The grilled prawn and green papaya salad at 9021Pho rests under a stack of crackly ramen-thin fried yam shreds that jut up from the bowl like flames. Its pristine freshness and modern garnish speak volumes about chef-owner Kimmy Tang's individualist approach to the food she grew up eating in Vietnam.
Tang closed her much-admired nouvelle Vietnamese bistro, Michelia on West 3rd Street in Los Angeles, early last year, but the vibrant flavors of her cooking still linger in the minds of fans. Now they're thrilled that she's set up shop in a vacated Beverly Hills pizzeria where she offers a simplified version of her former menu along with her rendition of the northern Vietnamese noodle soup, pho.
She's edited the lengthy list of soup choices so familiar in traditional noodleterias in favor of just four wholly different versions: rare beef, chicken, tuna and tofu.
You say you're looking for pho with the classic braised beef cuts, the chewy tripe, the squishy beef tendon and the pungent, bitter leafy herb accompaniments? Well, pho- geddaboudit. This noodle soup selection is tailored for 90210.
The restaurant opened this month, but word is out, and droves of Tang's followers from her Michelia days along with their friends keep a steady stream of business flowing in. The 35-seat restaurant has plenty of space for single diners at the "noodle bar" seats.
The diminutive Tang, in her trademark chef's bonnet, is easy to spot behind the glass-enclosed cooking area at the center of the restaurant. One minute she's ladling out soup, the next she plays hostess, dashing out to greet her customers to make sure they'll feel welcomed.
Soon they're happy as clams, slurping the flavorful broths, adding squirts of lime and shreds of Asian basil from the garnish plate or hot chile from the condiment tray. "This is Vietnamese penicillin," says my table mate of her chicken pho that's filled with tender slices of skinless breast meat. "It's sure to cure my cold."
The presentation of the phobo is something to behold. A vat of steaming beef broth holding chewy quartered meatballs comes to the table and alongside it a plate of carpaccio-thin sliced lean beef. "Swish the meat slices in the broth and they'll cook," says our waiter. We do, and a few minutes later the soup is ready to eat.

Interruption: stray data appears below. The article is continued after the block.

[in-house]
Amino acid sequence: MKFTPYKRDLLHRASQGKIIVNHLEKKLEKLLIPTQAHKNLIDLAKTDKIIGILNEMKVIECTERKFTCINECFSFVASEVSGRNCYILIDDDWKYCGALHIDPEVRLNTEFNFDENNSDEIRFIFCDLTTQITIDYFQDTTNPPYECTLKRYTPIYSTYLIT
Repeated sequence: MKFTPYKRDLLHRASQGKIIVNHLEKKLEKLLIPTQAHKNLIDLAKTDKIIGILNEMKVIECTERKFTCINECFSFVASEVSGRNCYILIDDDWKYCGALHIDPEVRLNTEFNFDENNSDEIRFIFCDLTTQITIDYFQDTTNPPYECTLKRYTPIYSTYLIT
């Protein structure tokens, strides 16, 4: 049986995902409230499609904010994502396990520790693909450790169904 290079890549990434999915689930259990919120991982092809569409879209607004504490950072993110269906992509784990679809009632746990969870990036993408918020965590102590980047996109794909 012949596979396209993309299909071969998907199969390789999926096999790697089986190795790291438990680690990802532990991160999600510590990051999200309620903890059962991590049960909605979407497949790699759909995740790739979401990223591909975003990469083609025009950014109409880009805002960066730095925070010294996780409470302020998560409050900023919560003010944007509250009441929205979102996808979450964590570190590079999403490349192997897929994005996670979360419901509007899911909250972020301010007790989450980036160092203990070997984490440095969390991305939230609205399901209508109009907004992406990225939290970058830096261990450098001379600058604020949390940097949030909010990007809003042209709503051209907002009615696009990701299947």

Guests who like more aggressive flavors preferred the spicy-sour noodle soup generously stocked with sole and shrimp. Tart fruity tamarind, hot chiles and the trace of sweetness from pineapple and baby corn create a flavor reminiscent of Thai food.
To drink, a wonderful selection of whole-leaf teas comes brewed in special glass pots and served in tiny glass cups. The house version of the Vietnamese iced coffee drink ca phe sua da is brisk and not too sweet.
Among the salads, char-grilled shrimp and papaya is a personal favorite to share when I'm ordering pho. But the noodle salads are excellent too. Strips of marinated char-grilled pork top a bed of lettuce and bun (vermicelli-style rice noodles) tossed in a Vietnamese vinaigrette with minty herbs and peanuts. The same dish may be had with grilled shrimp or the skinless Vietnamese-style cured sausage.
Entrees far outnumber the noodle soups, and many are geared to vegetarians. The garlic eggplant is spectacularly presented. Two whole Asian eggplants grilled and peeled are drizzled with the barest touch of Vietnamese vinaigrette, sprinkled with crunchy fried garlic and shallot bits and arranged next to a contrasting row of sliced tomatoes. Salmon marinated in lemon grass, star anise and lime juice invigorates the palate.
But it's Tang's curries that best illustrate her intended style. Sautéed chicken or shrimp contrast to the natural sweetness of onion, sliced yam and peas. And rather than a smothering sauce that hides their natural flavors, Tang's version is flavored with light curry-seasoned pan juices.
It's curry 9021Pho style.Copyright © 2015, Los Angeles Times